Recently, a ribbon-cutting ceremony was held to celebrate the completion of the Bayou Chene Floodgate, a long-heralded project designed to protect southeastern Louisiana parishes against backwater flooding from the Atchafalaya River, according to this article from the Houma Times.
The ribbon-cutting ceremony saw Louisiana Governor John Bel Edwards joining the Louisiana Coastal Protection and Restoration Authority (CPRA), the St. Mary Levee District, and other state and local leaders to celebrate the completion of the $80 million flood control structure. CPRA Chairman Chip Kline commented on the impact that will result from the completion of the 446-foot floodgate by saying, “the completion of the Bayou Chene Floodgate is a gamechanger for the homes and businesses across this six-parish region. With its installation, nearly 30,000 residents will be protected from Atchafalaya River backwater flooding.”
The Bayou Chene Flood Protection Project, which was completed using funding from the Gulf of Mexico Energy Security Act (GOMESA) and in partnership with the St. Mary Levee District, is positioned to act as a permanent structure and prevent Atchafalaya River backwater flooding from impacting St. Mary, Terrebonne, Lafourche, St. Martin, Assumption, and Iberville parishes.
Governor Edwards commented on the ongoing problem that Atchafalaya River backwater flooding has caused for the past fifty years saying, “this region has relied on temporary measures to prevent backwater flooding since the 1970s. With the completion of this decades-long effort, the people of St. Mary and the five surrounding parishes can rest easier knowing they’re protected by a permanent flood control structure. I applaud the collaboration between CPRAand the St. Mary Levee District that brought this important project to fruition.”
Before the Bayou Chene Floodgate, rising water levels in the Mississippi River would cause the Morganza Control Structure to open during high water events, thus diverting water from the Mississippi River to the Atchafalaya Basin. When this happens, the excess water creates backwater flooding and threatens the surrounding area. Now, the new structure will eliminate the need to sink temporary barges in the Bayou in times of high water, a flood-prevention act that has needed to happen four times since 2011, costing between $5.5 to $8 million per flood each time. The overall Bayou Chene Floodgate Project was a long-term investment from CPRA to eliminate this recurring cost, so the $80 million costs will surely be paid back over the next century.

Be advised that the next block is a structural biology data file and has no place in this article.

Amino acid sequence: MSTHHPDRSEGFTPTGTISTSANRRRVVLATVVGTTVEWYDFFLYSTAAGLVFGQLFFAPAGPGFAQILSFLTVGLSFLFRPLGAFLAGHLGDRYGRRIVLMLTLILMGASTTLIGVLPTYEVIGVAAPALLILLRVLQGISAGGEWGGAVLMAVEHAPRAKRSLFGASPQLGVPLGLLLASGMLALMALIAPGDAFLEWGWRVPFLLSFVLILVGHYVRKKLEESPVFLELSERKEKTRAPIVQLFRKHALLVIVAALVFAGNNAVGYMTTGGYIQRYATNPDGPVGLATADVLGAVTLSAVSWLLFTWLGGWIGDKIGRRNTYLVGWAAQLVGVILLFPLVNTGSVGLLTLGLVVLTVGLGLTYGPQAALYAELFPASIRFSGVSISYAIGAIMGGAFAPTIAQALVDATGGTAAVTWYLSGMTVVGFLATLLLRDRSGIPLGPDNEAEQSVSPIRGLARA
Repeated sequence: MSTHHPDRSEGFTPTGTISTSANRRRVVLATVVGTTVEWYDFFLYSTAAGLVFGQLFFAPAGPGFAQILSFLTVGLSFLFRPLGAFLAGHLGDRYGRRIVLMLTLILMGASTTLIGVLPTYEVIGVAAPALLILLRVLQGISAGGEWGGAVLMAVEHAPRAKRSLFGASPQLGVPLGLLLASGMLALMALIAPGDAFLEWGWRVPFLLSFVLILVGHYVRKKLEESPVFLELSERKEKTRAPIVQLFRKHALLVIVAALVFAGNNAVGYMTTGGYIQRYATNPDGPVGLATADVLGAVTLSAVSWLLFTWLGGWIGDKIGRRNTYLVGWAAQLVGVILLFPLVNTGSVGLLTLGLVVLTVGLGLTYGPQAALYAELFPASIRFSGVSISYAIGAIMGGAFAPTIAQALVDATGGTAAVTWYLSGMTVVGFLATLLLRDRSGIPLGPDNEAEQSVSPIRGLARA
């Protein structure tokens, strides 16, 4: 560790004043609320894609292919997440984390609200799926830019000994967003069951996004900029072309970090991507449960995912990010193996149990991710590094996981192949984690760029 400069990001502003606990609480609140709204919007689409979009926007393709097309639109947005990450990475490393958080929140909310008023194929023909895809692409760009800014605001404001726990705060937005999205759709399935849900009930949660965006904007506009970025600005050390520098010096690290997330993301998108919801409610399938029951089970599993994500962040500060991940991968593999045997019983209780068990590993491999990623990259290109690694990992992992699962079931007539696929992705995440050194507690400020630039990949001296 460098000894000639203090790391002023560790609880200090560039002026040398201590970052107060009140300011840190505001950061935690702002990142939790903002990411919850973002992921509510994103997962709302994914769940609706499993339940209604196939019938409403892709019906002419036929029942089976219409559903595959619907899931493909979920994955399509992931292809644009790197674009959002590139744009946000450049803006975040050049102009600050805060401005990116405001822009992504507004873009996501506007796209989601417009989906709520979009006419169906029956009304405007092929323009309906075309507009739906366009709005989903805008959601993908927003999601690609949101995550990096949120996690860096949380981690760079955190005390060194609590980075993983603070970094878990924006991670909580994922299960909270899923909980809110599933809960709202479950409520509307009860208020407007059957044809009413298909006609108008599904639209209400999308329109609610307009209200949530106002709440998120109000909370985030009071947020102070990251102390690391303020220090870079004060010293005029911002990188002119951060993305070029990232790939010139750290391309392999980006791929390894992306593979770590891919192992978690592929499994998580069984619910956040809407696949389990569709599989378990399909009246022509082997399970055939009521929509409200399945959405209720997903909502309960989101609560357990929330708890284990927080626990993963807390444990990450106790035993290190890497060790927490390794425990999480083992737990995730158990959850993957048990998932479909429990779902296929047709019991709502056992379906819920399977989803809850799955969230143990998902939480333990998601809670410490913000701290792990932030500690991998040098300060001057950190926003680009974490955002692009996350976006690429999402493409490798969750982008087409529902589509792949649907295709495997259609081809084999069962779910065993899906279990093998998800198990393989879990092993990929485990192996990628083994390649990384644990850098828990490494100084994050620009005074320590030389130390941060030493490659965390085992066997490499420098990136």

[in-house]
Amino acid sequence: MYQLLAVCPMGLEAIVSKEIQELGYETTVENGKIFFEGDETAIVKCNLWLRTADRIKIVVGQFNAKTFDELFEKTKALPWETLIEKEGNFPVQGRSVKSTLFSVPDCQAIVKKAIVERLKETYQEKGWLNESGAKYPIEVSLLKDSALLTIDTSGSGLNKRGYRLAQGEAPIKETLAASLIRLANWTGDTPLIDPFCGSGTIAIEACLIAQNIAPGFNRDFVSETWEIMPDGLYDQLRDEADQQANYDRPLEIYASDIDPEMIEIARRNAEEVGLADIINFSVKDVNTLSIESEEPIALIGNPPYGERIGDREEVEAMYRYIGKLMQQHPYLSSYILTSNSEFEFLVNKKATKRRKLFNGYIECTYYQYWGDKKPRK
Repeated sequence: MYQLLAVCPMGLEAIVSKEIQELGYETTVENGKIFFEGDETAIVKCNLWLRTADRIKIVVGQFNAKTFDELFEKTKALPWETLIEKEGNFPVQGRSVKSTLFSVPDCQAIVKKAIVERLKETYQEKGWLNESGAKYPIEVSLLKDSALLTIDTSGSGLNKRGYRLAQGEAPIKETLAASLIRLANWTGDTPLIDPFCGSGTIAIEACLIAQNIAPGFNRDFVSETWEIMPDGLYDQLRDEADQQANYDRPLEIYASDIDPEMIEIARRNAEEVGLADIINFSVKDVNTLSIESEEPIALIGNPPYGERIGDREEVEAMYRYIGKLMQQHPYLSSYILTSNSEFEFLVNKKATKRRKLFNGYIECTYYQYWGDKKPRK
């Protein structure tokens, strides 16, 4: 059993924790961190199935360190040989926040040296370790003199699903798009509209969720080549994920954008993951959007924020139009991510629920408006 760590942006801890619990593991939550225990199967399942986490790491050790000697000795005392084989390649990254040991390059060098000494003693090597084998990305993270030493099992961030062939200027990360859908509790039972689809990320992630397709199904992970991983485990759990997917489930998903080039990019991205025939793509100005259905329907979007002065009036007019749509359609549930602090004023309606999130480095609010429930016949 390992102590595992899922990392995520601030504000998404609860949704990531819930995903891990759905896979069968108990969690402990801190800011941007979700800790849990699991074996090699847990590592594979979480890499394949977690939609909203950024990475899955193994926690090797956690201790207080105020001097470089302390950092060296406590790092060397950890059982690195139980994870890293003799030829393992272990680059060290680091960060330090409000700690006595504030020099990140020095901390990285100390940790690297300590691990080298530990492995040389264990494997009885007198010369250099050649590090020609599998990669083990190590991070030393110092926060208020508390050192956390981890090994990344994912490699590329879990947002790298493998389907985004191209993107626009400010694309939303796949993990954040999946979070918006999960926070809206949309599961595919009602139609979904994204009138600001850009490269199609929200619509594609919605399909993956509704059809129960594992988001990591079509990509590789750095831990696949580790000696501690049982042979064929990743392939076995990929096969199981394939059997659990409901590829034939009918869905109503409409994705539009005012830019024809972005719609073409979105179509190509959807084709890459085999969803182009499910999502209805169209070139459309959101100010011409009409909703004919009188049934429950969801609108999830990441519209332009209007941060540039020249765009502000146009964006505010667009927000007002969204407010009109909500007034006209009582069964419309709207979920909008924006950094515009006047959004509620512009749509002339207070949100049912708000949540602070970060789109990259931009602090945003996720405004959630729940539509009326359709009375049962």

Governor Edwards said of the expenditure, “this is a tremendous investment — it’s going to pay for itself over and over and over again.” According to Gov. Edwards, those temporary solutions to the problem would take approximately 10 days to install each time a flooding event would occur, but now the Bayou Chene Floodgate will only take 10 hours to close.
The Bayou Chene Floodgate was a component of the 2012 Coastal Master Plan, and the efforts to complete the project were led by Louisiana Senator Bret Allain (R-Franklin) and State Representative Sam Jones (D-Franklin). Louisiana Sen. Bret Allain commented, saying that the impact of the project’s completion will be seen in the protection of 6,000 households and 1,000 businesses, totaling nearly 30,000 residents who will be impacted by the extra safety measure.
The executive director of the St. Mary Levee District, Tim Matte, spoke at the ribbon-cutting ceremony in a prepared statement in which he relayed the state’s increased confidence in dealing with the challenges that are brought along with a rising Atchafalaya River and also that the previous temporary measures would be effective but ultimately costly and risky. Matte said, “now with the completion of the permanent structure, we can close the Bayou in a timely manner, with minimal impacts to the navigation interests, minimal risks to team members, and with minimal environmental impacts to the region.”
The ceremony concluded with CPRA Chairman Chip Kline celebrating the ongoing $1.3 billion dollars that have been allocated this year for ongoing state coastal projects. Kline said, “we’ve got a lot more work ahead of us,” Kline said. “And I know that if we continue with the partnerships and collaboration and coordination we’re going to be successful in protecting the overwhelming majority of our citizens and restoring our coast.”
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